The Indian Economy Crisis : Temporary or Long term

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Sudeep
September 8, 2013 - 7:07pm

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Pranoy Roy starts the debate with the opening words, India's economy, like it or not, is at crisis point. We're at our lowest point in the last 20 years. What happened to that great Indian dream of just two years ago? Have we moved from a breakout nation to a breakdown nation in just a few months? The rupee has collapsed, the stock market is falling, industrial output is stagnant or decline, unemployment therefore is rising, and the escape from poverty will now take much much longer like this. So, the question is this just a temporary cyclical problem or are we going to face a long time crisis. How bad is the economy? As Ruchir Sharma and Morgan Stanley's graphs suggest, it is very bad. If it continues in this state, then India will be declared 'Junk Status'. This 'Junk Status' rating could even happen in less than a year from now. There is a possibility where India will have to go back to the IMF. India has over $170 billion in short term loans to repay by March-2014, can we repay that without a loan from the IMF? Any loan from the IMF comes with a tough conditions. What has caused this problem? How much of this crisis is global and how much is local?

Ruchir Sharma is asked, before going into the data, how bad is the condition of India's economy. According to Mr. Sharma, it is the lowest India has had in terms of confidence since 1991. Although the economic condition is not as bad as 1991 on many metrics that you evaluate, but the pain of having tasted the success of growth last decade, that sensation of rapid and rising prosperity that India tasted the last decade, the fact that, that's been taken away, is feeling even worse to some people than what it felt in 1991. So, economic terms though, it is the worst India has been since then although India is not quite there. The sentiment is terrible, commented Mr. Roy, all over the world, even in India, there's pessimism, gloom about the Indian economy. In Mr. Sharma's view it is a fact, Internationally, due to the events before the last few weeks, the feeling has been more similar to be being indifferent. International investors, so to say, had given up on India, nobody is speaking much about it, but now after the crisis looming ahead, people have started to speak again in a negative way. It has been a huge transition in sentiment that's taken place in the last couple of years.

Arun Shourie is asked, if the people of India, the Congress party or the opposition party realize what a crisis we are in or are we kind of swimming along thinking everything is not too bad. To that, Mr. Shourie responds saying, that the political class doesn't realize at all, they are just concerned with the breaking news of this shift, and media has  habituated and they don't realize that we are heading into the crisis but we are in the crisis. He point out one of Ruchir Sharma's comment that, people started being indifferent, it is Mr. Shourie's belief that it is not in the last few weeks or months, but over the last two years. In over the last two years, every single investors confidence in Japan, Hong Kong or anywhere else, people said that they can look forward to India when India gets its act together. It is quite long now that it has been a situations where US economy is rising and investors are taking their money there. The investors are pulling their money out of India because of no vote of confidence.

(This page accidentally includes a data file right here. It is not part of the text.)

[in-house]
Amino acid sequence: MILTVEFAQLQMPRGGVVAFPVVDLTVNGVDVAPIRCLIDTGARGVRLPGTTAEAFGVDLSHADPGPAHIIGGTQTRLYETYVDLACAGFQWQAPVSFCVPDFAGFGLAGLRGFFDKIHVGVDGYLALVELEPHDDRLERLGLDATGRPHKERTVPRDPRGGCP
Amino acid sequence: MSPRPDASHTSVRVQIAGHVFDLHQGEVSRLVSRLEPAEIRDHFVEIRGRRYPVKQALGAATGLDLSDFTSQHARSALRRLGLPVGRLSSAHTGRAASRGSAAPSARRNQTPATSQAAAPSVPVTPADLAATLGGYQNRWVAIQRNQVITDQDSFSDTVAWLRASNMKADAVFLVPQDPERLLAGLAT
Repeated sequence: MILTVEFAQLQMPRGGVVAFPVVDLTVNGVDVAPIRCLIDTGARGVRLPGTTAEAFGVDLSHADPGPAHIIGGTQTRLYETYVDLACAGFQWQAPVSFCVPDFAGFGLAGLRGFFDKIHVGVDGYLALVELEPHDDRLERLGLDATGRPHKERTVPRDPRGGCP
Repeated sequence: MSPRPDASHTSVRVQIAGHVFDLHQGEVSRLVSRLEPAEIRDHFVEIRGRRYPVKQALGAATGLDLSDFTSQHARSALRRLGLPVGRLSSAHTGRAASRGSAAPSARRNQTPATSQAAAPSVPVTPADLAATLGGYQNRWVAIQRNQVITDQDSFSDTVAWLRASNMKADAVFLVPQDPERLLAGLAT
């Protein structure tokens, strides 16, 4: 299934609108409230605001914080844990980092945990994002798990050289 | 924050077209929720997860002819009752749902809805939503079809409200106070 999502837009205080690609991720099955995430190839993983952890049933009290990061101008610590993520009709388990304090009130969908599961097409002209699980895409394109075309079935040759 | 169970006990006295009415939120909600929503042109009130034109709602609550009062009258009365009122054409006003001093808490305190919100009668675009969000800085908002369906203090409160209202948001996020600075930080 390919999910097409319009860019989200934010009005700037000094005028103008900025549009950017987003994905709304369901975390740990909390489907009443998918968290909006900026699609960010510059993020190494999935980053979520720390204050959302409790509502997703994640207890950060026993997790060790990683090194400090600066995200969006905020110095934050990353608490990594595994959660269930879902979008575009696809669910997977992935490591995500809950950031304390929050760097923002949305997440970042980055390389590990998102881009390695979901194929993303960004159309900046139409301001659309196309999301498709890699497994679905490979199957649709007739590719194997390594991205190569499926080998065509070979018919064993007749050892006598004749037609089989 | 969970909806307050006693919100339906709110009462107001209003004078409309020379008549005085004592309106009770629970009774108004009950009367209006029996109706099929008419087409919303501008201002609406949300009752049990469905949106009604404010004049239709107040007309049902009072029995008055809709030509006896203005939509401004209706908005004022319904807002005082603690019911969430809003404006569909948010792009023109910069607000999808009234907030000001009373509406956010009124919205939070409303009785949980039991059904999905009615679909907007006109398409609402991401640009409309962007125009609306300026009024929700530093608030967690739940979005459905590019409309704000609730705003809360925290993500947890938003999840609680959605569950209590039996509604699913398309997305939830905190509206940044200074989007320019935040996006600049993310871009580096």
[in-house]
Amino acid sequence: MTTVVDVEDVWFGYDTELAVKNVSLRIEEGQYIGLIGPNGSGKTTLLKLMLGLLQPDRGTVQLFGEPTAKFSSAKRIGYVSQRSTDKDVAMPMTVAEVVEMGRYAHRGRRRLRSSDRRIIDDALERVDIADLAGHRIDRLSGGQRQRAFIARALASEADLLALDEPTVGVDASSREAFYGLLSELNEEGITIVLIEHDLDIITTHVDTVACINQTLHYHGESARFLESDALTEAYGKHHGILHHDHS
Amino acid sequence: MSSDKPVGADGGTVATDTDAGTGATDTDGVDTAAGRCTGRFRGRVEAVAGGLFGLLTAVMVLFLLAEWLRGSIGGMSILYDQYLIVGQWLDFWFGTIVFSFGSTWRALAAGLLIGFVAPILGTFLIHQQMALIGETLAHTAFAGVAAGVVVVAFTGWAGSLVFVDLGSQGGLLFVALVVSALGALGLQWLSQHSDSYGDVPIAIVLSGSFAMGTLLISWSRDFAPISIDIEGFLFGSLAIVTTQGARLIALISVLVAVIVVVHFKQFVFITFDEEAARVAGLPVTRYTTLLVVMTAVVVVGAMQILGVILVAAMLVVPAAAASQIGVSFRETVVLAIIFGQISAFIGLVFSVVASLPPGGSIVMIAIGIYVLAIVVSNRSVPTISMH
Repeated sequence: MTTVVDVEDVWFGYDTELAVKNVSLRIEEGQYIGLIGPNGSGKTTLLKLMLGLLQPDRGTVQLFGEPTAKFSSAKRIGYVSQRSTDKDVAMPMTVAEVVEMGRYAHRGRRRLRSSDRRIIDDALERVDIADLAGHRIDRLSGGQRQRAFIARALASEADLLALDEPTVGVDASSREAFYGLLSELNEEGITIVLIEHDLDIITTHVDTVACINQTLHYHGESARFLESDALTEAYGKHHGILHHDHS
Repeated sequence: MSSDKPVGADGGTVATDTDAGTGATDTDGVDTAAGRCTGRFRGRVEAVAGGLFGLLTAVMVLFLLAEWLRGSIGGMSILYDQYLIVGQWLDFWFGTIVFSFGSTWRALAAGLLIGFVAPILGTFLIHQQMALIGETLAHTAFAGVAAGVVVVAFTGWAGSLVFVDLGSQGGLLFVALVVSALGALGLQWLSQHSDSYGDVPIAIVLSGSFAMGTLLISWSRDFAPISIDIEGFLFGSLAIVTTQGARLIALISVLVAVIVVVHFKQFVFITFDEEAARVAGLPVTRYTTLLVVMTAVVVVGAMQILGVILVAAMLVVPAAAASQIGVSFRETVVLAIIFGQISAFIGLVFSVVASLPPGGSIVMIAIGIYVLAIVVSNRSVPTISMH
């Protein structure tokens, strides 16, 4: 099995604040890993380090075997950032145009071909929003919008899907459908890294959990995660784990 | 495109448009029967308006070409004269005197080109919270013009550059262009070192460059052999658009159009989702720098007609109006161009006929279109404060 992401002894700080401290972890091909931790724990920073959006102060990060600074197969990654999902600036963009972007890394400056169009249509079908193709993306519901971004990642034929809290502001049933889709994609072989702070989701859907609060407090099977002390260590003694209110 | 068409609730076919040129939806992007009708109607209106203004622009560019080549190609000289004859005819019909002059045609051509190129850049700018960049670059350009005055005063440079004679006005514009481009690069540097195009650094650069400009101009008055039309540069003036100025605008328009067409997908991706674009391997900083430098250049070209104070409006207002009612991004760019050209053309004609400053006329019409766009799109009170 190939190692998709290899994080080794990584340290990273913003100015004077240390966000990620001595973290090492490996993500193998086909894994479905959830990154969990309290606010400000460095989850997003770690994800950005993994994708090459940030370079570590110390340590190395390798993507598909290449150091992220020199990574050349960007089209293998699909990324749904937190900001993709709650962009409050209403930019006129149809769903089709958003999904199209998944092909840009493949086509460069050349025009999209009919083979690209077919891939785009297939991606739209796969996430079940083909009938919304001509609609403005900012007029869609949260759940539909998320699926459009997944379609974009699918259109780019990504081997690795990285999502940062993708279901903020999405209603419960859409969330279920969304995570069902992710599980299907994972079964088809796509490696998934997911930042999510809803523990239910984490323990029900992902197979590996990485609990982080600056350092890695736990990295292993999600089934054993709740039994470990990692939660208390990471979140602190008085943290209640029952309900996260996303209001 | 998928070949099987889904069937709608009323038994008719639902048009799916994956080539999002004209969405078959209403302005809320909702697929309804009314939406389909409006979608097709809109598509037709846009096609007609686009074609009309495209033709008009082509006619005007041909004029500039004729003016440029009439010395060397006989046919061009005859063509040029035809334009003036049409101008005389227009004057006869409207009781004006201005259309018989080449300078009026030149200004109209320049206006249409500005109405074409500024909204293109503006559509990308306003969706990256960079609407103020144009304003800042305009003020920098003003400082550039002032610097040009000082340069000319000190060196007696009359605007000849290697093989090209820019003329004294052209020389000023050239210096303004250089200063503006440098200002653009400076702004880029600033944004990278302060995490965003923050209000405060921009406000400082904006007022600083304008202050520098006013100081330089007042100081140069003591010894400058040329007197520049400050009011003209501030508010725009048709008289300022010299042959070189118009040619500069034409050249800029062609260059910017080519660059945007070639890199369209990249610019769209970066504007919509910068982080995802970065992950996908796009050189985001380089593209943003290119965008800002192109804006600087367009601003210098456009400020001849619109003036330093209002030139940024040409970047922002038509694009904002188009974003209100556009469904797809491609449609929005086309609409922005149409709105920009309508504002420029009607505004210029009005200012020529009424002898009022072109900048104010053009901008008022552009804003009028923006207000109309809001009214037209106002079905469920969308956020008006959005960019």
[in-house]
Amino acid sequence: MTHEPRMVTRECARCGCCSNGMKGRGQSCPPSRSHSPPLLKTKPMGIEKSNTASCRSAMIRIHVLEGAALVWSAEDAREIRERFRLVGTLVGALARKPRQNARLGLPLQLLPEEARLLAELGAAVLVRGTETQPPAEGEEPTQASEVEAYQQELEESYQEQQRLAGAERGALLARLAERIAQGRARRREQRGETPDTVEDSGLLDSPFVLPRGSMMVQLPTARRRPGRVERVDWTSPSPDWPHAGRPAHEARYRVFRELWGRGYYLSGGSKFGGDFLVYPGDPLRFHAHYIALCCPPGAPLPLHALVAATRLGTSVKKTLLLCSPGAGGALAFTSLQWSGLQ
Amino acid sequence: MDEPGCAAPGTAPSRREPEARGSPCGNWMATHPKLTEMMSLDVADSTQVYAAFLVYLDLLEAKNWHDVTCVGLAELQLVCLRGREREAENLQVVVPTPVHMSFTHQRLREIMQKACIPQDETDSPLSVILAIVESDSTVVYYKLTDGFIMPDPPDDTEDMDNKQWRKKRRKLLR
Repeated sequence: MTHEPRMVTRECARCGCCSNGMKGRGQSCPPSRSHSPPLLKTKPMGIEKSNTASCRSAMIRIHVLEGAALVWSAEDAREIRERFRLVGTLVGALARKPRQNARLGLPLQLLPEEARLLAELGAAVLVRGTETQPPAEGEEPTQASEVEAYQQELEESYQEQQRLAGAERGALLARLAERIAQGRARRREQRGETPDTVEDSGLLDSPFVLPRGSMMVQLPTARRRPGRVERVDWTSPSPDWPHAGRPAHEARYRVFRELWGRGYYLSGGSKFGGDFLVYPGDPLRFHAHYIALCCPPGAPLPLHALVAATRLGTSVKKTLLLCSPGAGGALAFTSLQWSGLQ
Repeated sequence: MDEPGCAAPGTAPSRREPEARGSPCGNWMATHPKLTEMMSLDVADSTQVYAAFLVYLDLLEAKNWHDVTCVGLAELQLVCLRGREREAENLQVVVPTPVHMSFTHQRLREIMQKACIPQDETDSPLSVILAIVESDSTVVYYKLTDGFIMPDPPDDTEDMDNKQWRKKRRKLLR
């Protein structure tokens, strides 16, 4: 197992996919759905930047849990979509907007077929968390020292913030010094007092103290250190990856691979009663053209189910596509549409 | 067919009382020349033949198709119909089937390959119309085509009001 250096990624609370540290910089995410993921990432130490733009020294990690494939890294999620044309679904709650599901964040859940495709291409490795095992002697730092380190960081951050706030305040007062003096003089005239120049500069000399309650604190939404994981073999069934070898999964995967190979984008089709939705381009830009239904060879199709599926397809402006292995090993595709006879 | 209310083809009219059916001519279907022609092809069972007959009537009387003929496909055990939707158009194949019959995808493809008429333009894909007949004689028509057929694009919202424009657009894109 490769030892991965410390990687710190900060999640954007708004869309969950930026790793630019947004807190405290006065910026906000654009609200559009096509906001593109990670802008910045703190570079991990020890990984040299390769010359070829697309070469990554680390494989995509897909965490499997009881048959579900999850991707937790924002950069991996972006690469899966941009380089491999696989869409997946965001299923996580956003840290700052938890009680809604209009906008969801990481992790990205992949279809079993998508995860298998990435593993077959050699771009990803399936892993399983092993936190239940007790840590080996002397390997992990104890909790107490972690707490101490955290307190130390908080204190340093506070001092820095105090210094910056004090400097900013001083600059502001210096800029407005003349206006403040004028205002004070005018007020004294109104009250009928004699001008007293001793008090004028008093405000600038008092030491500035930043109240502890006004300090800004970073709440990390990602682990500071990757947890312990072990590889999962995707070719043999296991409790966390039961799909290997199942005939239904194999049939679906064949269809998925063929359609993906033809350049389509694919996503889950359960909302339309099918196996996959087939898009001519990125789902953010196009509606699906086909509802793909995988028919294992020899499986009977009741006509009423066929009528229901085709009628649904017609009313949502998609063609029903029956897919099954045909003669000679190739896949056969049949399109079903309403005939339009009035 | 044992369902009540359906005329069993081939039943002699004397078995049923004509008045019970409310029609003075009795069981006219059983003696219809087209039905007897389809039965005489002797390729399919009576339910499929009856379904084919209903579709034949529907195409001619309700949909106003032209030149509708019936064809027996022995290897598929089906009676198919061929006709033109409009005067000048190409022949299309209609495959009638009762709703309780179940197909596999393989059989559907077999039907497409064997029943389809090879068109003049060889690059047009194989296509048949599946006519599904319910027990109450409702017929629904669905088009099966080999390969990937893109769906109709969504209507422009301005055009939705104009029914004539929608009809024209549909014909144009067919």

When looking at the dollar and rupee exchange rate over the last few years, and when seeing how the rupee has plummeted, especially since May-2013. According to Morgan Stanley and Ruchir Sharma's estimations, from the beginning of the graph, starting from 2007, the exchange was more or less flat, but since May-2013, there is a sharp decline. Put forward the question, how low will it go? To answer that, Mr. Sharma says, the issue with currency panics is once they start, you cannot know as to where they will stop. Because any valuation metric, it appears that the rupee now, is somewhat undervalued, and therefore not overvalued as it used to be a couple of years ago, but the issue with the currency panics is you will never know how much of to undershoot the fair equilibrium before you get some sort of reset of confidence. Morgan Stanley's data shows on why the rupee has fallen. The outflow of money from India has been close to $12 billion in the three months since May. Amount such big going out is tough for any country to take, so Mr. Sharma says, that it is just a component of it, the portfolio investors pulling their money out, there are several other components of balance of payments where a lot of money is getting pulled out, such as exporters and importers hedging money elsewhere or investing in other countries. There is a sort of domino effect that's built in now. Mr. Shourie adds a point to the debate with, rupee business is a symptom and not a problem. It is Mr. Shourie's understanding that India was taken for a ride in its psychology by not seeing that India has become dependent on short term flows. And with FDI and FII being 20% and 80%, it is a startling fact. How bad the FDI has been over years and how much declining has been reported. When in 2008 it was $48 billion, it should naturally be rising every year, but in 2013, it is $27 billion, which is almost 50% of what it was five years ago. 

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